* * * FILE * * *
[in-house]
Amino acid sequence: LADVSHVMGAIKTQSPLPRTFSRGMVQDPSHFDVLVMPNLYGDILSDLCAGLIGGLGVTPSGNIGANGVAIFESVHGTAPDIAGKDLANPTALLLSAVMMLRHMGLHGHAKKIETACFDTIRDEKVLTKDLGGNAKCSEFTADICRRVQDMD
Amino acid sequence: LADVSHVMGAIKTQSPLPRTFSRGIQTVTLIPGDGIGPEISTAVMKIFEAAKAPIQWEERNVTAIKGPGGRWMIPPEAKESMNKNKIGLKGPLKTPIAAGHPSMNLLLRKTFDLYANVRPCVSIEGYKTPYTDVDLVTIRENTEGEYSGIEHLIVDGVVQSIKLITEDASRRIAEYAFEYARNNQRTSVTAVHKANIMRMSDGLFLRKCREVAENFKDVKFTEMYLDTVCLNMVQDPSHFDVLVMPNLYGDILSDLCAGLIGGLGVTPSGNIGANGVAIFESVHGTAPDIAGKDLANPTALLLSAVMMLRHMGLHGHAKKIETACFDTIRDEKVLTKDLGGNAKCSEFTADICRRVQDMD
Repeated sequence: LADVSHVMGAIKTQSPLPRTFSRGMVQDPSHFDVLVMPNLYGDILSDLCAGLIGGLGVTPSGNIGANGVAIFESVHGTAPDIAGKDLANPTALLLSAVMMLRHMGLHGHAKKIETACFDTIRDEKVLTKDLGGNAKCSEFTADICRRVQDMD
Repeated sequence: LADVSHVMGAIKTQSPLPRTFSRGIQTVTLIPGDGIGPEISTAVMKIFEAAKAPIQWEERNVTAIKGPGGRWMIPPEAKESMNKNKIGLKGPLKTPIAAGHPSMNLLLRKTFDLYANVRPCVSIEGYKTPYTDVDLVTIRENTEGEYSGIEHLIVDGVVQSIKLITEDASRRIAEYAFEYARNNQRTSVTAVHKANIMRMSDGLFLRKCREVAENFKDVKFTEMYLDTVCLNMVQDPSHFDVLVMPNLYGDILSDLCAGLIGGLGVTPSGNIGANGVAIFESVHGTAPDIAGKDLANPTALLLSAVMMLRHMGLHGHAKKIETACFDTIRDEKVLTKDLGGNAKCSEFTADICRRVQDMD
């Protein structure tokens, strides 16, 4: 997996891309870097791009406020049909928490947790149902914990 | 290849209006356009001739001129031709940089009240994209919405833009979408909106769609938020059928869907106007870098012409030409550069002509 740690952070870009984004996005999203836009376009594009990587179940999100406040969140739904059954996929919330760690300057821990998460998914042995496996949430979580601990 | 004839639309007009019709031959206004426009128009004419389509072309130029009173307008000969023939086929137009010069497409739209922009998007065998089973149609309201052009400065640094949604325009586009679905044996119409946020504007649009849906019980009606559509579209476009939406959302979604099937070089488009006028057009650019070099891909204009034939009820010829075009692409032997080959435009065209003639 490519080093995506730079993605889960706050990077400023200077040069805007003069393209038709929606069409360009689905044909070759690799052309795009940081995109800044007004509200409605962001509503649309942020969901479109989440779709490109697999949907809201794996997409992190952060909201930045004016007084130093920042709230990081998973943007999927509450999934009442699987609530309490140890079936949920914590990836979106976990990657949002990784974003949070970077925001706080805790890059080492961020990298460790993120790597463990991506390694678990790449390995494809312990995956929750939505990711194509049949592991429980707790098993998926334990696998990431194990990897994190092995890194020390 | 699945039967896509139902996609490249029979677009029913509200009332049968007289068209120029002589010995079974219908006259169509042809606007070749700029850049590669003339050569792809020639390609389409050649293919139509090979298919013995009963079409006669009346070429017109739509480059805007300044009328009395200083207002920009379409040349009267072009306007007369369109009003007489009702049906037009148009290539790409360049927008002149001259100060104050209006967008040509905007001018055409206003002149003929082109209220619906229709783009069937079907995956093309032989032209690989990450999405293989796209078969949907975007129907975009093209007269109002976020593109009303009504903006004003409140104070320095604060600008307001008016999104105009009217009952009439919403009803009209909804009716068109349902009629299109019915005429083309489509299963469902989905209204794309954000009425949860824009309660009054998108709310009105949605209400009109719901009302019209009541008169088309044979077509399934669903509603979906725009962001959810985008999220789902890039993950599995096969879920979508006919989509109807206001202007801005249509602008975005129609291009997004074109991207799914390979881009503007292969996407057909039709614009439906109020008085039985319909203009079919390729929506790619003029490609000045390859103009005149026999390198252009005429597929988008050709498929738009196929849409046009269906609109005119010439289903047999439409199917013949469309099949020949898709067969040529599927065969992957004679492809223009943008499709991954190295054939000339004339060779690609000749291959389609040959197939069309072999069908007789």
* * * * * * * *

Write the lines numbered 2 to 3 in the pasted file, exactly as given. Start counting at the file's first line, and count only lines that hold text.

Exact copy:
Amino acid sequence: LADVSHVMGAIKTQSPLPRTFSRGMVQDPSHFDVLVMPNLYGDILSDLCAGLIGGLGVTPSGNIGANGVAIFESVHGTAPDIAGKDLANPTALLLSAVMMLRHMGLHGHAKKIETACFDTIRDEKVLTKDLGGNAKCSEFTADICRRVQDMD
Amino acid sequence: LADVSHVMGAIKTQSPLPRTFSRGIQTVTLIPGDGIGPEISTAVMKIFEAAKAPIQWEERNVTAIKGPGGRWMIPPEAKESMNKNKIGLKGPLKTPIAAGHPSMNLLLRKTFDLYANVRPCVSIEGYKTPYTDVDLVTIRENTEGEYSGIEHLIVDGVVQSIKLITEDASRRIAEYAFEYARNNQRTSVTAVHKANIMRMSDGLFLRKCREVAENFKDVKFTEMYLDTVCLNMVQDPSHFDVLVMPNLYGDILSDLCAGLIGGLGVTPSGNIGANGVAIFESVHGTAPDIAGKDLANPTALLLSAVMMLRHMGLHGHAKKIETACFDTIRDEKVLTKDLGGNAKCSEFTADICRRVQDMD